Rev. Steve Sanchez

Rev. Steve Sanchez
Swedenborgian Minister

Tuesday, February 10, 2015

An Intense Story of a Young Man's Tragedy and Redemption - Told by a Hospital Chaplain


I used to work as the sole chaplain in a world class rehab center in a major hospital.  There I had an experience which profoundly demonstrated to me the value and power of grieving.
The young man was a 21 year old Latin man that lived in a lower income drug infested-area of an inner city. He is a favorite of the whole staff at the hospital. For me and many others he was an example of how life and hope springs eternal, and of the redemptive spirit of the Lord. For a time this young man had got involved in drugs, but pulled out of it. It was not easy because most of his friends were still doing drugs.
The day of the accident he went to the Giants world series celebration, and afterward to a party. Two of his high school friends were posturing to fight, and he told one to stop it. As he was walking back to his car the guy came after him and stabbed in the back 4 times. He was crazed on drugs. As he lay bleeding a friend held him in his arms and kept him awake by slapping him and talking to him.
When he woke up from a three-day coma, he was happy to be alive, and didn’t want everyone around him crying all the time. Part or his spine was cut and he is paralyzed from the waste down, but he keeps getting little signs of feeling and movement. People are amazed by him because he has such a good attitude. He is not angry, and he is sometimes a sad, but he is enthused about art and computer graphics. We have talked about a lot of things. He said before he didn’t take too much interest in people, but now he listens to people closely and looks to see what they are about, and how he can help. I wondered if he needed to grieve. He said that maybe the grief hadn’t hit him yet. I wondered if he might not be ready to deal with it, but on Friday he enlightened me on how it is.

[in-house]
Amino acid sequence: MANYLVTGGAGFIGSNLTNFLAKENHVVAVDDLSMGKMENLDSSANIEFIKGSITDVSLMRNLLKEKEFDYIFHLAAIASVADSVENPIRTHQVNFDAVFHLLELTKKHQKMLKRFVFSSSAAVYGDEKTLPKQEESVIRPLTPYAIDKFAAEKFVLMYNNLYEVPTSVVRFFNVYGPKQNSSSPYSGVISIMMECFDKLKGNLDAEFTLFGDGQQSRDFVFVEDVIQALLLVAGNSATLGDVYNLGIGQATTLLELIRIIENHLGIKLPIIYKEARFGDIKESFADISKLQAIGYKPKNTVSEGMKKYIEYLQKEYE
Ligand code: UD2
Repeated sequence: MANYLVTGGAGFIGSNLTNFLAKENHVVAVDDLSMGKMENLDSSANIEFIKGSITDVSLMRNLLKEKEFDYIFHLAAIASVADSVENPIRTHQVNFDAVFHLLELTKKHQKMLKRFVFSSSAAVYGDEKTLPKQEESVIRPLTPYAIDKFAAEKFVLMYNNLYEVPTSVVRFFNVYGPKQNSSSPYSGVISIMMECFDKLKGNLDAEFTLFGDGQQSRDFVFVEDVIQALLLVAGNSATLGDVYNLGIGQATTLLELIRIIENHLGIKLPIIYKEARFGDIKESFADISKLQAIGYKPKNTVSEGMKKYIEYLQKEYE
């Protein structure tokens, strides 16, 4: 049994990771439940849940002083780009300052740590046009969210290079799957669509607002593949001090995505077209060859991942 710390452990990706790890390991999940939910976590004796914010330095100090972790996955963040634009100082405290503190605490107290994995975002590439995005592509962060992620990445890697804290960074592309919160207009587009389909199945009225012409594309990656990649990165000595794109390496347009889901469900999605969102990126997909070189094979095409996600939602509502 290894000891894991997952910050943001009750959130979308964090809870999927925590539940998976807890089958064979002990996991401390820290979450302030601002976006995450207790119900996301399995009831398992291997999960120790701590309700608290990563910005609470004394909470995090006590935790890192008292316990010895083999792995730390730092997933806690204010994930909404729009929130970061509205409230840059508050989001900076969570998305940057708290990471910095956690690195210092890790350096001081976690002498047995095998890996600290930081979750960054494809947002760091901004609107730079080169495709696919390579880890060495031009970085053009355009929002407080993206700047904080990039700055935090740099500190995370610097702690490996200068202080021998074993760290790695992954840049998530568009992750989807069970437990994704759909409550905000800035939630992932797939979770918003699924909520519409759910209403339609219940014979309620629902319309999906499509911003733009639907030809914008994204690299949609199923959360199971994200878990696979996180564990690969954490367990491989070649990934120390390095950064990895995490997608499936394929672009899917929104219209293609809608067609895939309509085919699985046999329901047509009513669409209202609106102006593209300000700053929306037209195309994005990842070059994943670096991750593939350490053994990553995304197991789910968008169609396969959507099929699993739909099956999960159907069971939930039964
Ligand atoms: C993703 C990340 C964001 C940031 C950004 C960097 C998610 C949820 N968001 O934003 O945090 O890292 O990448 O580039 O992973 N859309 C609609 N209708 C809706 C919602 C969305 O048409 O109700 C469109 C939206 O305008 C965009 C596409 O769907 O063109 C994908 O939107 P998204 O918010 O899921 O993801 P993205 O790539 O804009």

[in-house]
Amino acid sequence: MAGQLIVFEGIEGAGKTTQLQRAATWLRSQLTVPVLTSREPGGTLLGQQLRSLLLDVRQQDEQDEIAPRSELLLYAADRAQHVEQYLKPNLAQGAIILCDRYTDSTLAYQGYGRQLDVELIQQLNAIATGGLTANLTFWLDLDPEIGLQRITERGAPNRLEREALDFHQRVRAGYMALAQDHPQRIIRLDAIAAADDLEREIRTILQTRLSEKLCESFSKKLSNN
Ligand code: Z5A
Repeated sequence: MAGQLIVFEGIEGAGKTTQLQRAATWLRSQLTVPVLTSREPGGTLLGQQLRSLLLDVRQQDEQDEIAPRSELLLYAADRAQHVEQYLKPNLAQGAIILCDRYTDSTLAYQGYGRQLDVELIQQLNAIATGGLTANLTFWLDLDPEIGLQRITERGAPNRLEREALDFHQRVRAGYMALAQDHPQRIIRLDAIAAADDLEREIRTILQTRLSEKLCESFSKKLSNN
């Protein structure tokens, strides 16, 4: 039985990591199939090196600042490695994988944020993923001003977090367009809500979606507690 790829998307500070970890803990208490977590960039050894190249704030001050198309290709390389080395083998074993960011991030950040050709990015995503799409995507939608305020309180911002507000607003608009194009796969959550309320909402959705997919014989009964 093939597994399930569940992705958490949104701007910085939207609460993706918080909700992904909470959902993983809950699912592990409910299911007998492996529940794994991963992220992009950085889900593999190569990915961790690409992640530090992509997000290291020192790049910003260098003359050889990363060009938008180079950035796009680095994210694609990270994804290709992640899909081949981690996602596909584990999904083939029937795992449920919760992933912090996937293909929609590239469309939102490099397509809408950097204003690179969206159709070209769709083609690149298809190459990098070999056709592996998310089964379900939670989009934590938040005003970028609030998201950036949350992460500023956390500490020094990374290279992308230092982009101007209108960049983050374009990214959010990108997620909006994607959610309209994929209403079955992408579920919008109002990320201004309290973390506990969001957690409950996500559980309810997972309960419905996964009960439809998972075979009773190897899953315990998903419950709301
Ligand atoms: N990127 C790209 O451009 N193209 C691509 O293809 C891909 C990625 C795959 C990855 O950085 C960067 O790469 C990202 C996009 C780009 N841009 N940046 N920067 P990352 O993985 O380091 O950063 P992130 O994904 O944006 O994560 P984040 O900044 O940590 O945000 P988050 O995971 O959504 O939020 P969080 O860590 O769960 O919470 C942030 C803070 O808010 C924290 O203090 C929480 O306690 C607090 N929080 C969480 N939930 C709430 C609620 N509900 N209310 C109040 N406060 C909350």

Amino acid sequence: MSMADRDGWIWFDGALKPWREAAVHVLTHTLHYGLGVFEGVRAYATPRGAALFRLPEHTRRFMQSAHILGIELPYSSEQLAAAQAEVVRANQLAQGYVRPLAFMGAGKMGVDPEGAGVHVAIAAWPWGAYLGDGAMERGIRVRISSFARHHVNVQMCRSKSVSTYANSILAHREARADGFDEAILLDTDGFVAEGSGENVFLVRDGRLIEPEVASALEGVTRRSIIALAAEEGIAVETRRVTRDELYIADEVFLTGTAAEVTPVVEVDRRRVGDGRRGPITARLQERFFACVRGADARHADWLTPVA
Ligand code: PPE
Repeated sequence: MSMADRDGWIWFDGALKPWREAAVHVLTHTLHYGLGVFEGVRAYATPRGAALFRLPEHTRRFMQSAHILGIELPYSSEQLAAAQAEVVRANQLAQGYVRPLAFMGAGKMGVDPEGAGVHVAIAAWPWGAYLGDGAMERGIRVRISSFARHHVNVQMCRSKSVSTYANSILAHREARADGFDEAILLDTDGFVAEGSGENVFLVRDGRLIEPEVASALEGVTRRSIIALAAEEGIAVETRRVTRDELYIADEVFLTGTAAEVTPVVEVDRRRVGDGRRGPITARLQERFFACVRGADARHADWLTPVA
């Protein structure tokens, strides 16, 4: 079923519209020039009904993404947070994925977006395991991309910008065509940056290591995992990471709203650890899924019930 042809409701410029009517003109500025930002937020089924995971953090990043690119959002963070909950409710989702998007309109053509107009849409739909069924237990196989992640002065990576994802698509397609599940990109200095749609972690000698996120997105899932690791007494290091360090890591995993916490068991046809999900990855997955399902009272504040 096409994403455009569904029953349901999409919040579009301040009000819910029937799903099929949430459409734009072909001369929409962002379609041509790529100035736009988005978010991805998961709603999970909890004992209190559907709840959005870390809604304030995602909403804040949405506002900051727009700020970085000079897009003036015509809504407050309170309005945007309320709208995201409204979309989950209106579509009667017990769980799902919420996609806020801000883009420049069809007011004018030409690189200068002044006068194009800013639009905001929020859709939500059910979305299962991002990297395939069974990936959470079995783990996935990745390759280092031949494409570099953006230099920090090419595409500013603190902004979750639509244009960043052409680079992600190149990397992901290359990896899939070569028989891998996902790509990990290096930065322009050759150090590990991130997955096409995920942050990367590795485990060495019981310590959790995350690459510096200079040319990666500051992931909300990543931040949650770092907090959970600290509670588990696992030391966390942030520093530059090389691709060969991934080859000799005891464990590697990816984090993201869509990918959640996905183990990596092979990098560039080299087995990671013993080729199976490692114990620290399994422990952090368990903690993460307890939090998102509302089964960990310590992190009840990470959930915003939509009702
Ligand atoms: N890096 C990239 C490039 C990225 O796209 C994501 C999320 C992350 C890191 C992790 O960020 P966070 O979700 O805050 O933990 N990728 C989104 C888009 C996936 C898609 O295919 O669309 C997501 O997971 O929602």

He told me four stories of how childhood friends from his neighborhood have died from drug related situations, and that was only the beginning. He told me how his best friend growing up kept getting more involved in drugs. They loved each other from childhood, and it hurt him deeply to see this. Two months before his accident his friend once again demanded money from him or he threatened to beat him up. He argued with him, but ended up giving him the money. That night he found out his friend died from an overdose. He was devastated and felt guilty. He said for three weeks he barely spoke. His heart was broken, and he was emotionally shattered. He stopped doing drugs altogether, and thought more about faith. He grieved deeply, and had to wrestle with these feelings deep in his soul. He said that the experience with his friend hurt him more than almost dying.
From the picture he painted it is remarkable how fast these kids move from innocence to drugs. He lamented how his friends became something he couln’t recognize, and that they wouldn’t listen to him. They all thought they knew better.
For him waking in the hospital was like heaven. He was surrounded by dedicated professionals that care about him, and teach him discipline. He responded to the opportunity of renewal and redemption that was before him. He escaped the world of drugs that many others get trapped in. He doesn’t allow friends that do drugs or don’t respect his life to see him, because as he says, he doesn’t want the staff to ever think he doesn’t take his rehab seriously. He is being regenerated. The two friends that helped him while they waited for the ambulance stopped doing drugs also. He may never walk, but he feels blessed that his heart is open and can see, and that he has lots of support and opportunity before him. He told me the staff studies his face, because they know he is trying to not show pain. He said he does this because he wants to be worked as hard as possible.
Grief is a form of love….please leave your own relfection on what this evokes.


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